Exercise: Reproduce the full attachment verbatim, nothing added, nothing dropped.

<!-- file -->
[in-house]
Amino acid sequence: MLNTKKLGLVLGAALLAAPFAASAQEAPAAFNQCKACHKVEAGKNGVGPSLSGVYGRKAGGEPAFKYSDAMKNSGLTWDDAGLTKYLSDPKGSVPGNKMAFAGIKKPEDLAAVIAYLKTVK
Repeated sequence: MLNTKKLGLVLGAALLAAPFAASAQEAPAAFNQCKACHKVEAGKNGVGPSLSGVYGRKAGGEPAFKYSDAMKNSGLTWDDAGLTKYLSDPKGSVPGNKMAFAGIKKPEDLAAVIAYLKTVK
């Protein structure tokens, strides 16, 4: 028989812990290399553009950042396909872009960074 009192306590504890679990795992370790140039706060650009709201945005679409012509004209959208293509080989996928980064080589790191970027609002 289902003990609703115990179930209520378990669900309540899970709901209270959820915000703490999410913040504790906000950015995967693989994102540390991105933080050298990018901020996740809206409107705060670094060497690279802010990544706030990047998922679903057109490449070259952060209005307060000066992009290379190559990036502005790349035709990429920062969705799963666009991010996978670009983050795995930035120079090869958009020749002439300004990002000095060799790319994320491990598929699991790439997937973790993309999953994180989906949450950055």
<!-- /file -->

[in-house]
Amino acid sequence: MLNTKKLGLVLGAALLAAPFAASAQEAPAAFNQCKACHKVEAGKNGVGPSLSGVYGRKAGGEPAFKYSDAMKNSGLTWDDAGLTKYLSDPKGSVPGNKMAFAGIKKPEDLAAVIAYLKTVK
Repeated sequence: MLNTKKLGLVLGAALLAAPFAASAQEAPAAFNQCKACHKVEAGKNGVGPSLSGVYGRKAGGEPAFKYSDAMKNSGLTWDDAGLTKYLSDPKGSVPGNKMAFAGIKKPEDLAAVIAYLKTVK
């Protein structure tokens, strides 16, 4: 028989812990290399553009950042396909872009960074 009192306590504890679990795992370790140039706060650009709201945005679409012509004209959208293509080989996928980064080589790191970027609002 289902003990609703115990179930209520378990669900309540899970709901209270959820915000703490999410913040504790906000950015995967693989994102540390991105933080050298990018901020996740809206409107705060670094060497690279802010990544706030990047998922679903057109490449070259952060209005307060000066992009290379190559990036502005790349035709990429920062969705799963666009991010996978670009983050795995930035120079090869958009020749002439300004990002000095060799790319994320491990598929699991790439997937973790993309999953994180989906949450950055």